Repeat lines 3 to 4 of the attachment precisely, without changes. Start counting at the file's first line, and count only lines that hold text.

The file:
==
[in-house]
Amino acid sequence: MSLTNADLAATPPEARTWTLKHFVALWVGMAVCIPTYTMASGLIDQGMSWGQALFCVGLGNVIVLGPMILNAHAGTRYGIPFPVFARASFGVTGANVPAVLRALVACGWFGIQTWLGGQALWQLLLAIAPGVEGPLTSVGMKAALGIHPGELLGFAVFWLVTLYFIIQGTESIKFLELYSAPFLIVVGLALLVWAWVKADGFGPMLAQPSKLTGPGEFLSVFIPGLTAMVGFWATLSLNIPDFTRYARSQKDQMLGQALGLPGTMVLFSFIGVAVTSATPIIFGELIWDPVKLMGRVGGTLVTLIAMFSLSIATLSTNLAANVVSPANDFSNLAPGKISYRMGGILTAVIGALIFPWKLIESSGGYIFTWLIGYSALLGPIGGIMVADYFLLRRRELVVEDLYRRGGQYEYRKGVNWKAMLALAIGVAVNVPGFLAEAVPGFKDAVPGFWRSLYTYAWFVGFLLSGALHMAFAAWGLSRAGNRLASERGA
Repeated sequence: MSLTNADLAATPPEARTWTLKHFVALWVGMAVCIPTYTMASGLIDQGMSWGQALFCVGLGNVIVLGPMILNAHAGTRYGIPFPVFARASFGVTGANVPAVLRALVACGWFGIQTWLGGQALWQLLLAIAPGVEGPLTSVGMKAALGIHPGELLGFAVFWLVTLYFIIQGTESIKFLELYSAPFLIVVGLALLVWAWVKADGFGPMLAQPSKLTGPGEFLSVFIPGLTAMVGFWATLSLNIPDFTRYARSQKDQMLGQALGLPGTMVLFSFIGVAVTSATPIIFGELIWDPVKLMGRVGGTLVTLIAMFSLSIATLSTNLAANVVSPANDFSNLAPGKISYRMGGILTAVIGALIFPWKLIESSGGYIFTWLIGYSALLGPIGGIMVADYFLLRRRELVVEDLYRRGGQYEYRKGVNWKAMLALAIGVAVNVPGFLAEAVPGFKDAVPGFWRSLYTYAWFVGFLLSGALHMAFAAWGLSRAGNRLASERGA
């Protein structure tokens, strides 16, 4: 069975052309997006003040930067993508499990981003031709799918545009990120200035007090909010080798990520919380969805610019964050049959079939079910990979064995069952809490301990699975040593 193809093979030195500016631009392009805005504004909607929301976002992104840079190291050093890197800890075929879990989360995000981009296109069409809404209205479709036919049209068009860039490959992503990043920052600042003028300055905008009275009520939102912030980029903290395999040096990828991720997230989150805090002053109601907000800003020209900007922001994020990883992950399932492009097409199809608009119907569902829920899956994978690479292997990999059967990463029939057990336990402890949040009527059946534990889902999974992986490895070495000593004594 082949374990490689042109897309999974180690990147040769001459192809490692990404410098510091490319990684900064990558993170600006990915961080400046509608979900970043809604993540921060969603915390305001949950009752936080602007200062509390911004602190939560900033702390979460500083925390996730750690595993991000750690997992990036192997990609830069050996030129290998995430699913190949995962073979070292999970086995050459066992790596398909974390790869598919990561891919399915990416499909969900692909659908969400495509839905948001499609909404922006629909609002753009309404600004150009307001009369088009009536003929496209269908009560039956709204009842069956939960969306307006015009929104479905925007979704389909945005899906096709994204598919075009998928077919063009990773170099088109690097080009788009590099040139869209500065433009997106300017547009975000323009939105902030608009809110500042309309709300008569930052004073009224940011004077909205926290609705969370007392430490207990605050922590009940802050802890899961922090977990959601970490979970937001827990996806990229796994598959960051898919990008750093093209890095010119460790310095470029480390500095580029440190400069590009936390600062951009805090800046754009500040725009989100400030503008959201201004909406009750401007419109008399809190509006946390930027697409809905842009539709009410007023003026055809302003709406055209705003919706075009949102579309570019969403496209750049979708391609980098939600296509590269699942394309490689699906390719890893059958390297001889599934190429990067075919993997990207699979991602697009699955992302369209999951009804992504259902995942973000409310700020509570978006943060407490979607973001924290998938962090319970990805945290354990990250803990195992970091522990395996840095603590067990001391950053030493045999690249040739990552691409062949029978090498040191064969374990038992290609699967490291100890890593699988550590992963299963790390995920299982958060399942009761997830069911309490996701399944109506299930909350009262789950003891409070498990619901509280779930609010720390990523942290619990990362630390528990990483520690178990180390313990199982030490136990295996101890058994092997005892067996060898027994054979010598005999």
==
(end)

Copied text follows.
Repeated sequence: MSLTNADLAATPPEARTWTLKHFVALWVGMAVCIPTYTMASGLIDQGMSWGQALFCVGLGNVIVLGPMILNAHAGTRYGIPFPVFARASFGVTGANVPAVLRALVACGWFGIQTWLGGQALWQLLLAIAPGVEGPLTSVGMKAALGIHPGELLGFAVFWLVTLYFIIQGTESIKFLELYSAPFLIVVGLALLVWAWVKADGFGPMLAQPSKLTGPGEFLSVFIPGLTAMVGFWATLSLNIPDFTRYARSQKDQMLGQALGLPGTMVLFSFIGVAVTSATPIIFGELIWDPVKLMGRVGGTLVTLIAMFSLSIATLSTNLAANVVSPANDFSNLAPGKISYRMGGILTAVIGALIFPWKLIESSGGYIFTWLIGYSALLGPIGGIMVADYFLLRRRELVVEDLYRRGGQYEYRKGVNWKAMLALAIGVAVNVPGFLAEAVPGFKDAVPGFWRSLYTYAWFVGFLLSGALHMAFAAWGLSRAGNRLASERGA
């Protein structure tokens, strides 16, 4: 069975052309997006003040930067993508499990981003031709799918545009990120200035007090909010080798990520919380969805610019964050049959079939079910990979064995069952809490301990699975040593 193809093979030195500016631009392009805005504004909607929301976002992104840079190291050093890197800890075929879990989360995000981009296109069409809404209205479709036919049209068009860039490959992503990043920052600042003028300055905008009275009520939102912030980029903290395999040096990828991720997230989150805090002053109601907000800003020209900007922001994020990883992950399932492009097409199809608009119907569902829920899956994978690479292997990999059967990463029939057990336990402890949040009527059946534990889902999974992986490895070495000593004594 082949374990490689042109897309999974180690990147040769001459192809490692990404410098510091490319990684900064990558993170600006990915961080400046509608979900970043809604993540921060969603915390305001949950009752936080602007200062509390911004602190939560900033702390979460500083925390996730750690595993991000750690997992990036192997990609830069050996030129290998995430699913190949995962073979070292999970086995050459066992790596398909974390790869598919990561891919399915990416499909969900692909659908969400495509839905948001499609909404922006629909609002753009309404600004150009307001009369088009009536003929496209269908009560039956709204009842069956939960969306307006015009929104479905925007979704389909945005899906096709994204598919075009998928077919063009990773170099088109690097080009788009590099040139869209500065433009997106300017547009975000323009939105902030608009809110500042309309709300008569930052004073009224940011004077909205926290609705969370007392430490207990605050922590009940802050802890899961922090977990959601970490979970937001827990996806990229796994598959960051898919990008750093093209890095010119460790310095470029480390500095580029440190400069590009936390600062951009805090800046754009500040725009989100400030503008959201201004909406009750401007419109008399809190509006946390930027697409809905842009539709009410007023003026055809302003709406055209705003919706075009949102579309570019969403496209750049979708391609980098939600296509590269699942394309490689699906390719890893059958390297001889599934190429990067075919993997990207699979991602697009699955992302369209999951009804992504259902995942973000409310700020509570978006943060407490979607973001924290998938962090319970990805945290354990990250803990195992970091522990395996840095603590067990001391950053030493045999690249040739990552691409062949029978090498040191064969374990038992290609699967490291100890890593699988550590992963299963790390995920299982958060399942009761997830069911309490996701399944109506299930909350009262789950003891409070498990619901509280779930609010720390990523942290619990990362630390528990990483520690178990180390313990199982030490136990295996101890058994092997005892067996060898027994054979010598005999």